Andre Miller will suit up Saturday night against the Pelicans. “Oh sure. We didn’t bring him in here to wait a couple of months to play him,” said Coach Randy Wittman. (Matt Slocum/Associated Press)

Andre Miller didn’t hesitate when he got word on Thursday afternoon that the Denver Nuggets had traded him to the Washington Wizards. The move ended a nearly seven-week nightmare and meant that Miller would finally start playing basketball again for the first time in 2014. Miller was so excited that he didn’t sleep, packed a few items, hopped on a red-eye flight from Denver to Washington and headed directly to Verizon Center for his first practice on Friday.

“I was ready to go,” Miller said after joining a new team that features several familiar faces. “I’m glad it’s over. I’ve been sitting around for about a month and a half. I’m happy to be here.”

Miller’s life-long addiction to basketball is the reason why he had only missed six games through his first 14 seasons in the NBA, ignoring most minor injuries and unknowingly playing through a separated shoulder two years ago. But that desire to play at all times also contributed to Miller experiencing his longest-ever separation from the game.

Upset that he was about to miss a game because of a coach’s decision for the first time in 1,156 regular season appearances, the 37-year-old Miller screamed toward Denver Coach Brian Shaw on the bench about feeling disrespected and had to be restrained. That ugly public dispute during a loss to Philadelphia on Jan. 1 led to a 50-day banishment from the team that also included a two-game suspension without pay.

“Things happen. You’re going to have ups and downs throughout your entire career and it was just an instance where I kind of lost my cool and was a little bit unprofessional,” Miller explained. “I stepped out of character and I apologized to my teammates for what happened. That’s not me. That’s not what I’m about.”

The Wizards didn’t have any concerns about Miller’s attitude or professionalism when they decided to send Jan Vesely to Denver and Eric Maynor and a 2015 second-round pick to Philadelphia in a three-team trade to acquire the crafty veteran. They also had enough people to vouch for Miller. Washington Coach Randy Wittman had Miller on his team for his first two seasons in Cleveland, which selected Miller eighth overall in 1999. Nene and Al Harrington played with Miller in Denver and Martell Webster played with Miller in Portland.

“I think everybody is going to benefit from him being here,” Harrington said. “I know if I ever ran a team and had a chance to get Andre Miller, I would. Dre is the type of guy that every team in the NBA could use.”

Miller averaged 5.9 points and 3.3 assists in 30 games with the Nuggets this season. Denver went 11-5 when Miller received at least 19 minutes and 3-12 when he didn’t before his suspension. Denver then went 10-12 before dealing him and is in danger of having its 10-year playoff streak come to an end.

“Bad to Denver and the Nuggets and great to us because that man right there, in my opinion, he’s in my five top players,” Nene said of Miller. “I always joke with him, he’s 37 years old but he look like 28. The way he plays, he looks like a little kid playing on the playground. He loves basketball. He breathes basketball. He’s going to help a lot our team, for sure.”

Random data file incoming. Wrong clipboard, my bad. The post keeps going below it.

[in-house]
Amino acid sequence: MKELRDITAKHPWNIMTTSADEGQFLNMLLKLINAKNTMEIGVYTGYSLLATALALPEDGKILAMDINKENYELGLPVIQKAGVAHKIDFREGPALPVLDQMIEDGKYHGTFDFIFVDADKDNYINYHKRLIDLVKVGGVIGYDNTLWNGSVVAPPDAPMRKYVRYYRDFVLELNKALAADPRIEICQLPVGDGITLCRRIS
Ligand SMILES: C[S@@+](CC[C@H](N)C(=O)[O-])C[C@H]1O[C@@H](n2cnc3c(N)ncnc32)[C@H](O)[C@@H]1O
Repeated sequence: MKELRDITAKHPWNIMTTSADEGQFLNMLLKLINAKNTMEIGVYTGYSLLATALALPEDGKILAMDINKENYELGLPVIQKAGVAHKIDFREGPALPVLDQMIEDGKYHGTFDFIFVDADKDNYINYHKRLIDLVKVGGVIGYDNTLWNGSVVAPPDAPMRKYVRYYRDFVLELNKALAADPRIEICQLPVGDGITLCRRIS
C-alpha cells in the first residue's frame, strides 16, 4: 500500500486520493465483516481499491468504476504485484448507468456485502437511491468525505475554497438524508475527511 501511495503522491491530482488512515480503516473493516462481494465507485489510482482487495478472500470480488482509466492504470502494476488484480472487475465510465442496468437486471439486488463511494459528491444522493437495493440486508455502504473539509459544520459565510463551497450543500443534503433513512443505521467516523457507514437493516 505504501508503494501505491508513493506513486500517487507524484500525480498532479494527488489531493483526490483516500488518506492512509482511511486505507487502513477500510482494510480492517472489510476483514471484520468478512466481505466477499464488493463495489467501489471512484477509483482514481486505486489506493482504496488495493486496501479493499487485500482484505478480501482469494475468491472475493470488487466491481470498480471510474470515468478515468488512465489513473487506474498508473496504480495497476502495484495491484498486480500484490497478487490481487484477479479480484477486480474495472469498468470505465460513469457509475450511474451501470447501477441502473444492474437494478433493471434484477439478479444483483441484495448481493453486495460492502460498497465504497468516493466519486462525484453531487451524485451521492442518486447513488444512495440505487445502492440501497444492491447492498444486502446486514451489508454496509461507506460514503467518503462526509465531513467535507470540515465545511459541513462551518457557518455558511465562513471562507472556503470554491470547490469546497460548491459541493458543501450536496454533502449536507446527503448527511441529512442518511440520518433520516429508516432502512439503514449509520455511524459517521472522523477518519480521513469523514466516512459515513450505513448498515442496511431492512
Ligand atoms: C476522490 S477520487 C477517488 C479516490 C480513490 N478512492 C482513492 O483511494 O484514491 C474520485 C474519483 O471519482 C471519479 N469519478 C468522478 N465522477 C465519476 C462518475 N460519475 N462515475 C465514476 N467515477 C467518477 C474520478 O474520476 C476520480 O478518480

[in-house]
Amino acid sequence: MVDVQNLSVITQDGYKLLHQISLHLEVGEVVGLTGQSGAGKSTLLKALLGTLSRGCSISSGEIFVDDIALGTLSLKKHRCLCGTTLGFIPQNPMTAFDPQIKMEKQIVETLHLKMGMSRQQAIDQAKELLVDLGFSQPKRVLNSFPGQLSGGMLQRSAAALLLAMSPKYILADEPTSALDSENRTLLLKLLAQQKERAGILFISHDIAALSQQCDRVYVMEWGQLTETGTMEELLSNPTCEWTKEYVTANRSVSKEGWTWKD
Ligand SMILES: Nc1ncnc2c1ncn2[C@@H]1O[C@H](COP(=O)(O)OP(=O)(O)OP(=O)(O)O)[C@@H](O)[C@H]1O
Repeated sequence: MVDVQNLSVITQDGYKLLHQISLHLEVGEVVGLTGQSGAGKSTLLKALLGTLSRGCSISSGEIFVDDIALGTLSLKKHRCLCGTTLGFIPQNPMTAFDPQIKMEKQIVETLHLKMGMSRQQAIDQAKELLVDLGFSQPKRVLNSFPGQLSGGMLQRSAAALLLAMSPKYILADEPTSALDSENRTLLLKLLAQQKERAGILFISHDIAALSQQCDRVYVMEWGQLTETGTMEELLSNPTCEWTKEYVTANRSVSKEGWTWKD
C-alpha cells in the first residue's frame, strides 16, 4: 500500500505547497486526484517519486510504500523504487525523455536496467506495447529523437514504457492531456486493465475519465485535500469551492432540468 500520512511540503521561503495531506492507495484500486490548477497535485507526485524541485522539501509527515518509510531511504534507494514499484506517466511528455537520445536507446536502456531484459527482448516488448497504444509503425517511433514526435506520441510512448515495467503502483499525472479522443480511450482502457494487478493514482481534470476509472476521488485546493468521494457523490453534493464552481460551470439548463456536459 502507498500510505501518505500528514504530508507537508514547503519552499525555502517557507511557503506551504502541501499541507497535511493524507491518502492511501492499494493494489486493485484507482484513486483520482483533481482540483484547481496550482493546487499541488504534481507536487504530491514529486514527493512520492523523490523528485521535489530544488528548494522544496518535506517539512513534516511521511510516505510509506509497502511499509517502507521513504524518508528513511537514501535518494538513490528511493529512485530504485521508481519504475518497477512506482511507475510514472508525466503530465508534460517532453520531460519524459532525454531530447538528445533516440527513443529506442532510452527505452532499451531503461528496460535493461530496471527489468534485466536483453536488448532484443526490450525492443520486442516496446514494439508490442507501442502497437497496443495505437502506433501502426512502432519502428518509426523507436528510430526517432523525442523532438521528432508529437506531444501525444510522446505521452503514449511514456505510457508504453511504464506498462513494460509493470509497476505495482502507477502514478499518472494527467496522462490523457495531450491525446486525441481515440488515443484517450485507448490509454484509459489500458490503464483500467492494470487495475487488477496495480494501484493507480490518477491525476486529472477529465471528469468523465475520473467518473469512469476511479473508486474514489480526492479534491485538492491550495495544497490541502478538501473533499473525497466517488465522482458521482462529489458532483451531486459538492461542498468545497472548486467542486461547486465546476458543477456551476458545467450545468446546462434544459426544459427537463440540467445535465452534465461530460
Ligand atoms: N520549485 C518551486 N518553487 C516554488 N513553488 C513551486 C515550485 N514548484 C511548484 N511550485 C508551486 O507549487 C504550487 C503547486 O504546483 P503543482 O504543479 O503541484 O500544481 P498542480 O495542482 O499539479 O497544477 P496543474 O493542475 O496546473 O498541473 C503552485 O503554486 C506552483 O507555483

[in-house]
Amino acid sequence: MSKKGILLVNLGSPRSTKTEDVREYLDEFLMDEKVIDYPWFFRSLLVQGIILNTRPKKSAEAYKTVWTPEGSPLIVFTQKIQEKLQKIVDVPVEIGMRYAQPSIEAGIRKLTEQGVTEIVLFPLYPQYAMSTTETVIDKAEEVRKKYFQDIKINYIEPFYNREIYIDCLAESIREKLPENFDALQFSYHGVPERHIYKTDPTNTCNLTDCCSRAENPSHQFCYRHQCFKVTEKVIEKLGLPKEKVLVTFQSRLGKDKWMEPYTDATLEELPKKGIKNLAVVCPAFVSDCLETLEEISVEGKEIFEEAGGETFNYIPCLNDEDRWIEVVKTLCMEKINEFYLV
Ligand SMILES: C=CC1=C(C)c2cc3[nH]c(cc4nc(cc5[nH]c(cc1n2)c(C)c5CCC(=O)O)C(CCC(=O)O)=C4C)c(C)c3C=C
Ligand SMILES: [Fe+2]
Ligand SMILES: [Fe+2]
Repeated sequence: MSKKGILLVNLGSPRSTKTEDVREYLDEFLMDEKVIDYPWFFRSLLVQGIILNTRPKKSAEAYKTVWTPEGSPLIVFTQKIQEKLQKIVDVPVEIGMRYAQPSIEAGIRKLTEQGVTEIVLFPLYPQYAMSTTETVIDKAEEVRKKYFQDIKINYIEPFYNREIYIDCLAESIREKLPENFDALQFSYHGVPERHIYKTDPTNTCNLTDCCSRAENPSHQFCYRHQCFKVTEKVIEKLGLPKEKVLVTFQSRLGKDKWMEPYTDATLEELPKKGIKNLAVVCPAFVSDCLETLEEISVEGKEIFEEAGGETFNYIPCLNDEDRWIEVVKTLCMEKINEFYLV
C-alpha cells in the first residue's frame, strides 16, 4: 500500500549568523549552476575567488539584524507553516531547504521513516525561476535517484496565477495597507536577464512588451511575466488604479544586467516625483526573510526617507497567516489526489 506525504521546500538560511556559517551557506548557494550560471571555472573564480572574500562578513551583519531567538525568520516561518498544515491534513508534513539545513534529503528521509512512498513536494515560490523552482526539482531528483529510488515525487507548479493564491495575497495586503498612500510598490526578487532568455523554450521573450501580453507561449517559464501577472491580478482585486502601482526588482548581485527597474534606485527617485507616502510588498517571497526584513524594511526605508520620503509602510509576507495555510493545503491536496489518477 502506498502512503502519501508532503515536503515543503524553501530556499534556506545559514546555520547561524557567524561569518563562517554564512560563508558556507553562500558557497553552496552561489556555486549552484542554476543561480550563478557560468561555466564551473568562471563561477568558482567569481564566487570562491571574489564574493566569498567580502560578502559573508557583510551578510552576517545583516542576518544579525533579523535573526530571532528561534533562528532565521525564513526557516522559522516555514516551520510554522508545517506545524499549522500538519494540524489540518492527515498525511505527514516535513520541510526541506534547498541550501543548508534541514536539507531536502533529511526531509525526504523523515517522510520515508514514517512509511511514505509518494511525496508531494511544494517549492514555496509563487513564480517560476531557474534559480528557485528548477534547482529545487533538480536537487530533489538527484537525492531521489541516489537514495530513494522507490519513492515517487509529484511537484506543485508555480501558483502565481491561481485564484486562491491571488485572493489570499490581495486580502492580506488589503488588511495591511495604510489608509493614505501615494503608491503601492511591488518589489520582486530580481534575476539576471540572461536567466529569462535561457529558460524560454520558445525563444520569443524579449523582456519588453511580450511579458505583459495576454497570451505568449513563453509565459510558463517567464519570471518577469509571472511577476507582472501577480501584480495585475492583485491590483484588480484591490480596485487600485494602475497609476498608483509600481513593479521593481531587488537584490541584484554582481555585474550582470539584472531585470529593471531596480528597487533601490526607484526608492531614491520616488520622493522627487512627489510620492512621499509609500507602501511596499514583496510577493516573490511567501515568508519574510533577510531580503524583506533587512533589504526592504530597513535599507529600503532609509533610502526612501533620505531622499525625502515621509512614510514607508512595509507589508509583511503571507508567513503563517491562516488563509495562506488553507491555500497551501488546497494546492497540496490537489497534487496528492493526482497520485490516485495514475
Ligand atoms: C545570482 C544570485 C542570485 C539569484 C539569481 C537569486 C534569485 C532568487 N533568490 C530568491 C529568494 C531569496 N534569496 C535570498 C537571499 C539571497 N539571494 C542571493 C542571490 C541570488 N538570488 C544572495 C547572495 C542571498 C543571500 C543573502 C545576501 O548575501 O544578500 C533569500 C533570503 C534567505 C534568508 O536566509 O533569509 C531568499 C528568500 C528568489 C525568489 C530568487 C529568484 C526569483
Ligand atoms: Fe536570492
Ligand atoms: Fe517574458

Miller’s relationship with Shaw was so far beyond repair that the Nuggets left him alone, even as point guard Nate Robinson went down with a season-ending knee injury and starter Ty Lawson suffered a fractured rib. In anticipation of an eventual trade, Miller worked out regularly at the Nuggets practice facility when the team wasn’t around, though Denver General Manager Tim Connelly attended a few of the sessions.

A former Wizards executive, Connelly worked diligently with team President Ernie Grunfeld and senior vice president of basketball operations Tommy Sheppard to get a deal done.

“I’ve called that my home since 2003,” said Miller, who left his hometown Los Angeles Clippers to sign a free agent deal with the Nuggets that summer and has also played for Philadelphia. “Even when I got traded before for Allen Iverson, I still kept my home there and fortunately I ended going back there, but I still considered it home. But it’s time to move on and sometimes change is good. At this point in my career, I want to be around positive people, guys that enjoy playing basketball and guys that want to win.”

Miller has made the playoffs in nine of his past 10 seasons in the NBA and was eager to join a team that was striving for the postseason. The Wizards are fifth in the Eastern Conference, and Wittman believes that the team could not have passed on a chance to acquire an accomplished backup point guard to assist in the development of John Wall and Bradley Beal.

“He’s going to bring us some leadership. He’s going to bring a guy that knows how to play and has a great feel for the game, and another guy at that position that has good control of a team,” Wittman said. “I think he’ll be fine there.”

Wittman added that Miller will play on Saturday against the New Orleans Pelicans despite missing nearly two months of basketball and having just one practice with the team: “Oh sure. We didn’t bring him in here to wait a couple of months to play him.”

Miller is done waiting around and is excited about being reunited with Wittman. “It’s kind of like a circle, you know. Coming in with him and will probably end with him. I’m happy to be around him,” said Miller, who turns 38 next month. “I’ve moved on and I wish the Denver Nuggets organization the best and hopefully I can finish my career in Washington.”